Here’s a link to DFW’s Shooting time chart for Southern California for the 2014/15 season:

Now, on to skybusting. Some call it skybusting, some call it skyscraping in short it is consistently shooting at birds that are out of range. I say consistently because we all make errors in judgment and distance once in a while, but doing it over and over indicates a problem. Once again, as with shooting early, this practice is rooted in desperation to kill a duck and basic selfishness along the lines of “if I can’t shoot them then no one else can either”. There are guys out there that are pretty good at longer range shooting and can consistently drop birds at 60+ yards but they are few and far between. There are also guys that will tell you they have dropped ducks at 100 yards, and, its not a lie, they probably have. However, the 100 yards shooters are relying on an old technique called “the golden BB”. The “golden BB” is that one pellet that happens to hit the bird in a vital area, such as the head, and brings it down when, under normal circumstances, due to the distance, the bird would usually escape due to the loss of shot velocity not inflicting a debilitating wound. Once a shot pattern gets beyond 50 yards or so it starts to spread so much that it is possible for a bird to fly right through the center of the pattern and not be hit by one pellet. What’s worse is when the bird is hit by only one or two pellets in an area that isn’t immediately lethal. What happens then is the bird flies off only to die somewhere else from blood loss or inability to escape a predator due to the injury. A good rule of thumb is to try and keep all your shots within 40 yards, 50 on the outside. At 40 yards you’ll still have a dense enough pattern to knock the bird down, usually killing it in the air, if you center it in the pattern. The part of skybusting that effects other hunters’ hunt is that when people are shooting at high flying birds they are scaring them out of the area and not giving them a chance to work anyone’s decoys where they might come in for a good lethal inside 40 yard shot. Skybusting will not endear the offender to anyone on the refuge as they are preventing anyone else from having a chance at the ducks which, if left unmolested, might very well drop into someone decoys.

Sometime inexperience is the reason for skybusting. People will shoot at high birds thinking they are in range just because they haven’t hunted that much. If you are weak on judging distance the following might help. Take a standard sized decoy out to your local high school football field some Saturday or early evening. (don’t use a jumbo-sized decoy it will throw you off). Place the decoy on the goal line then walk out to the 40-yard line. Turn around and point your finger at the decoy and look down your arm, as you would down the barrel of your shotgun. This will give you an idea of what a duck look like at 40 yards. A word of caution here. I recommend looking down your arm at the decoy because it would probably not be a good idea to take your shotgun out on a high school football field and point it at the decoy. Your local law enforcement would probably take a dim view on that so use your arm, or may a broomstick at most if you have to have a prop. The idea of this is to get an idea of the size of a duck at 40 yards. You might want to do this several time over the course of several days until you get a good idea of what 40 yards looks like.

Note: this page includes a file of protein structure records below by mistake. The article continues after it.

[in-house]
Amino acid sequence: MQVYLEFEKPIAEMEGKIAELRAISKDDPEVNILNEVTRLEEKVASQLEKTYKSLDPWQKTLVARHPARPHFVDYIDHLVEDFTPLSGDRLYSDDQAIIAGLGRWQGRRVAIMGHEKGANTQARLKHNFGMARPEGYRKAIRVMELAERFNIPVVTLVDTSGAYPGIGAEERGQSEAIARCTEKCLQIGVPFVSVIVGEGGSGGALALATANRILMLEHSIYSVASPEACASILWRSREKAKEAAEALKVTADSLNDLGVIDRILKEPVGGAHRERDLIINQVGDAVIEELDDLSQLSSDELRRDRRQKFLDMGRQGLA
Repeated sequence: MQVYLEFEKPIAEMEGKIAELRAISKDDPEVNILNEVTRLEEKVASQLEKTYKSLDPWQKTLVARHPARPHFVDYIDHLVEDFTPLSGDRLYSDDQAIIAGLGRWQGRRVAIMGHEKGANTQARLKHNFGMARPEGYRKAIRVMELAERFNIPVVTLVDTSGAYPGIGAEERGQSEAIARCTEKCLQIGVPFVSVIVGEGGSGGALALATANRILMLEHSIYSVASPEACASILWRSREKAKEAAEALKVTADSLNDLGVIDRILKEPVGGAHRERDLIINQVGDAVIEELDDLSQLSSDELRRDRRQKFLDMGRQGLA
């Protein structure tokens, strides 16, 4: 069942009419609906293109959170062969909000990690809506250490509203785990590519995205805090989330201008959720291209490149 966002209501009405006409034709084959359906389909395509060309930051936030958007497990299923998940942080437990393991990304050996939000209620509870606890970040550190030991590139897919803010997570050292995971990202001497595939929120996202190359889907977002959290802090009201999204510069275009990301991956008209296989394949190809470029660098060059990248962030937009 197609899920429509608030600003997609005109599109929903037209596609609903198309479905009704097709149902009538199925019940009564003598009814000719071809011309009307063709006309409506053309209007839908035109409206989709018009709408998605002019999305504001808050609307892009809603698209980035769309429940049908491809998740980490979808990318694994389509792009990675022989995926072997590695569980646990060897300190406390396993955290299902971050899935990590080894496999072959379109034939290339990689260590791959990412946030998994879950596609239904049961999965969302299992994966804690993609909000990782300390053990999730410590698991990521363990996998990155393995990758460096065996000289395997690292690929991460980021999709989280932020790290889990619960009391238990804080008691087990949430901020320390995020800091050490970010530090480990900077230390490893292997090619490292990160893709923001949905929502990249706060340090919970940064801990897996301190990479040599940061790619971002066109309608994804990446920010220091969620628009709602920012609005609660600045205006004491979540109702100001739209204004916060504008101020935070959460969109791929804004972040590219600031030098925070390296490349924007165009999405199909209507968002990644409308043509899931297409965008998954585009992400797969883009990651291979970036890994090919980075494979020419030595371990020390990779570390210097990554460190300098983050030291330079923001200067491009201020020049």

Bottom line on all this is I know, in most cases here, I’m probably preaching to the choir but hopefully this will dissuade a few people from doing one or both these two things. If everyone cooperates, which is essential on a refuge or wildlife area with their close together blinds, everyone will have a good productive hunt.

Yet Another Successful Blind Brush-Up Day At San Jacinto Wildlife Area

Saturday, August 23rd, 0700, found a good number of volunteers waiting in the San Jacinto Wildlife Area’s check station parking lot to help out with this year’s volunteer blind brush-up day. Tom Trakes, from San Jacinto Wildlife Area reported that about 30 volunteers, hunters that utilize San Jacinto were on hand to receive their assignments and then headed out to the ponds to work on the blinds.

This work party was primarily to clean out the area’s blinds and the get them brushed up and camouflaged for the upcoming season. Several of the blinds were completely rebuilt by the volunteers. Most of the blinds were brushed up with palm fronds primarily provided by the volunteers.

Brush up8
Brush up 12
– Building a blind -

Due to the number of volunteers they were able to get a lot done in a short time. Tom reported that he will probably call for one more volunteer work day, probably some time in late September, to finish up some of the blinds and “fine tune” things for the season. Much of the flooding of the ponds has already started, which is a little earlier then usual, but with the water situation in the state this year its better to take it when its available.

Brush up 1
Brush up 7Brush up 6
– A couple of the completed blinds -

After the September “fine tuning” of the blinds the next thing on the calendar for San Jacinto Wildlife Area is opening day of the waterfowl season on Saturday, October 18th! Everything is looking great for the season ahead. The water is already flowing into the ponds and a lot of birds are already using the area.

Hope to see you out at good old SJ.

Second Volunteer Work Day / Blind Brush Up Day Saturday, August 23rd

The second blind brush up / Volunteer work day at San Jacinto Wildlife Area is coming up fast. Two weeks from tomorrow, on Saturday, August 23rd.

Tom Trakes, of San Jacinto Wildlife Area, advised that anyone coming out to volunteer should bring gloves, shovels and/or hoes, fencing/wire pliers and lots of water, since it is expected to be hot. Also sunscreen and mosquito repellent are suggested as good ideas. Volunteers are asked to gather at 6:30 AM at the SJ Check Station Parking Lot. The main focus of this work day will be brushing up /repair / building of the blinds throughout the wildlife area.

Hopefully we’ll have a good turnout as there is still a lot of work to do to get ready for the upcoming season. As always, when it comes to work days, the more the merrier (and the less work for each person). Also, if you have access to palm fronds please bring as much can for use in brushing the blinds. (see the flyer below for the proper type of palm fronds – don’t bring any with the thorns on them, our waders can’t take those).

A good turn out for the work day will help get things in “ship shape” at San Jacinto and we’ll all look forward to another great season of waterfowling.

If you have any questions contact Tom Trakes at the San Jacinto headquarters at (951) 236-3040.

SJ Brush Up 2014